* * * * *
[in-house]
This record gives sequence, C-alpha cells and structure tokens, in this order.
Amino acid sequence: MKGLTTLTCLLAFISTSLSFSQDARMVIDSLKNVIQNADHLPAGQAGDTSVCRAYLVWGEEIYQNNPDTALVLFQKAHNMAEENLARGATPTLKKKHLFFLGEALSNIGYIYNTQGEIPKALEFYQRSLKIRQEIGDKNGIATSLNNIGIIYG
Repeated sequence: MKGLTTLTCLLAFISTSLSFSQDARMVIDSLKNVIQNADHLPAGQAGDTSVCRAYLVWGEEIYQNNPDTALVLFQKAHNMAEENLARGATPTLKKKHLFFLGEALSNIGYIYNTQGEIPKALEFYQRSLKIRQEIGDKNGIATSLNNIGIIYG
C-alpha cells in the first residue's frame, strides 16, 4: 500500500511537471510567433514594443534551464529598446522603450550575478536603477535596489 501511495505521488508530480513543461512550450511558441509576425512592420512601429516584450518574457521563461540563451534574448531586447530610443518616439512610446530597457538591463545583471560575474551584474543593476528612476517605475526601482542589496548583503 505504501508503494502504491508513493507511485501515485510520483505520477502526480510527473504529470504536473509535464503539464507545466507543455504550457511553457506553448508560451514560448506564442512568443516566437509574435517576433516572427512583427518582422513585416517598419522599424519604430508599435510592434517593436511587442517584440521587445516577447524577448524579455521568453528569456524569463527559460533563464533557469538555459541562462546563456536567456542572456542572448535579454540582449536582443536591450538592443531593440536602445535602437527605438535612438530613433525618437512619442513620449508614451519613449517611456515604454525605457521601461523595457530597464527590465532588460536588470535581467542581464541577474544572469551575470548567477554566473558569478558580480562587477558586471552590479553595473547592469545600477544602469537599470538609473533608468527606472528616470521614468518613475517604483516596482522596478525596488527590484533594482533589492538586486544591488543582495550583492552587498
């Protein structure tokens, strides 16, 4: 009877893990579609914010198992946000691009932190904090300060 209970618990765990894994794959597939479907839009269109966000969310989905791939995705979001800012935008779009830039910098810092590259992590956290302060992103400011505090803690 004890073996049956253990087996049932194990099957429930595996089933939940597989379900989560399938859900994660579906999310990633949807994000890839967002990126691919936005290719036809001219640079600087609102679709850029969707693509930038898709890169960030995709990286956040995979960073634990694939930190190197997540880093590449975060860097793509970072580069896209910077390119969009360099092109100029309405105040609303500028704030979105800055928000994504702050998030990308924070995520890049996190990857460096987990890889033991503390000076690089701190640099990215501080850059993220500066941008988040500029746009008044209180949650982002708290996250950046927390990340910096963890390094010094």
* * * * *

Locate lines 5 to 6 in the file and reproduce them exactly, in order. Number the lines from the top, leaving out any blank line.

C-alpha cells in the first residue's frame, strides 16, 4: 500500500511537471510567433514594443534551464529598446522603450550575478536603477535596489 501511495505521488508530480513543461512550450511558441509576425512592420512601429516584450518574457521563461540563451534574448531586447530610443518616439512610446530597457538591463545583471560575474551584474543593476528612476517605475526601482542589496548583503 505504501508503494502504491508513493507511485501515485510520483505520477502526480510527473504529470504536473509535464503539464507545466507543455504550457511553457506553448508560451514560448506564442512568443516566437509574435517576433516572427512583427518582422513585416517598419522599424519604430508599435510592434517593436511587442517584440521587445516577447524577448524579455521568453528569456524569463527559460533563464533557469538555459541562462546563456536567456542572456542572448535579454540582449536582443536591450538592443531593440536602445535602437527605438535612438530613433525618437512619442513620449508614451519613449517611456515604454525605457521601461523595457530597464527590465532588460536588470535581467542581464541577474544572469551575470548567477554566473558569478558580480562587477558586471552590479553595473547592469545600477544602469537599470538609473533608468527606472528616470521614468518613475517604483516596482522596478525596488527590484533594482533589492538586486544591488543582495550583492552587498
């Protein structure tokens, strides 16, 4: 009877893990579609914010198992946000691009932190904090300060 209970618990765990894994794959597939479907839009269109966000969310989905791939995705979001800012935008779009830039910098810092590259992590956290302060992103400011505090803690 004890073996049956253990087996049932194990099957429930595996089933939940597989379900989560399938859900994660579906999310990633949807994000890839967002990126691919936005290719036809001219640079600087609102679709850029969707693509930038898709890169960030995709990286956040995979960073634990694939930190190197997540880093590449975060860097793509970072580069896209910077390119969009360099092109100029309405105040609303500028704030979105800055928000994504702050998030990308924070995520890049996190990857460096987990890889033991503390000076690089701190640099990215501080850059993220500066941008988040500029746009008044209180949650982002708290996250950046927390990340910096963890390094010094």